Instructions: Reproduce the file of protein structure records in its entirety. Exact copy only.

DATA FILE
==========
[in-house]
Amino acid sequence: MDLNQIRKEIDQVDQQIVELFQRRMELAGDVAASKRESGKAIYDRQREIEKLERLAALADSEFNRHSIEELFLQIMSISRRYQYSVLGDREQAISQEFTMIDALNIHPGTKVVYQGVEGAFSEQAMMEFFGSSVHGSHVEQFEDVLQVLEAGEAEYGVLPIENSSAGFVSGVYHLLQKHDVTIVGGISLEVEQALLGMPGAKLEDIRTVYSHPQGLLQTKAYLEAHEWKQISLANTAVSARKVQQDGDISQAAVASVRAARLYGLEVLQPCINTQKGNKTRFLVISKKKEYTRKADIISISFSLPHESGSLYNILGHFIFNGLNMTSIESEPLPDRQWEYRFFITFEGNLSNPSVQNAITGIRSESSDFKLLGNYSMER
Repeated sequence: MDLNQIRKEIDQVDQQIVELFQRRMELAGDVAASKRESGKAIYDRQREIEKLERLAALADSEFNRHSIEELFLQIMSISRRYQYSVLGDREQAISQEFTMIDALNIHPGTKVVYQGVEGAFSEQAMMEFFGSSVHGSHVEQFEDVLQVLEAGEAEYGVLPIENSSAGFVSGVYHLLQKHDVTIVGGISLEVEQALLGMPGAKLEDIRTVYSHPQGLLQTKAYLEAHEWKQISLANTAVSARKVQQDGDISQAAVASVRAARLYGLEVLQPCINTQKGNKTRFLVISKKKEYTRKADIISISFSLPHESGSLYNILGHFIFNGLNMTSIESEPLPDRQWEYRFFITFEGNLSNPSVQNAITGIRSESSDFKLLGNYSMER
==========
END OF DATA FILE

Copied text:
[in-house]
Amino acid sequence: MDLNQIRKEIDQVDQQIVELFQRRMELAGDVAASKRESGKAIYDRQREIEKLERLAALADSEFNRHSIEELFLQIMSISRRYQYSVLGDREQAISQEFTMIDALNIHPGTKVVYQGVEGAFSEQAMMEFFGSSVHGSHVEQFEDVLQVLEAGEAEYGVLPIENSSAGFVSGVYHLLQKHDVTIVGGISLEVEQALLGMPGAKLEDIRTVYSHPQGLLQTKAYLEAHEWKQISLANTAVSARKVQQDGDISQAAVASVRAARLYGLEVLQPCINTQKGNKTRFLVISKKKEYTRKADIISISFSLPHESGSLYNILGHFIFNGLNMTSIESEPLPDRQWEYRFFITFEGNLSNPSVQNAITGIRSESSDFKLLGNYSMER
Repeated sequence: MDLNQIRKEIDQVDQQIVELFQRRMELAGDVAASKRESGKAIYDRQREIEKLERLAALADSEFNRHSIEELFLQIMSISRRYQYSVLGDREQAISQEFTMIDALNIHPGTKVVYQGVEGAFSEQAMMEFFGSSVHGSHVEQFEDVLQVLEAGEAEYGVLPIENSSAGFVSGVYHLLQKHDVTIVGGISLEVEQALLGMPGAKLEDIRTVYSHPQGLLQTKAYLEAHEWKQISLANTAVSARKVQQDGDISQAAVASVRAARLYGLEVLQPCINTQKGNKTRFLVISKKKEYTRKADIISISFSLPHESGSLYNILGHFIFNGLNMTSIESEPLPDRQWEYRFFITFEGNLSNPSVQNAITGIRSESSDFKLLGNYSMER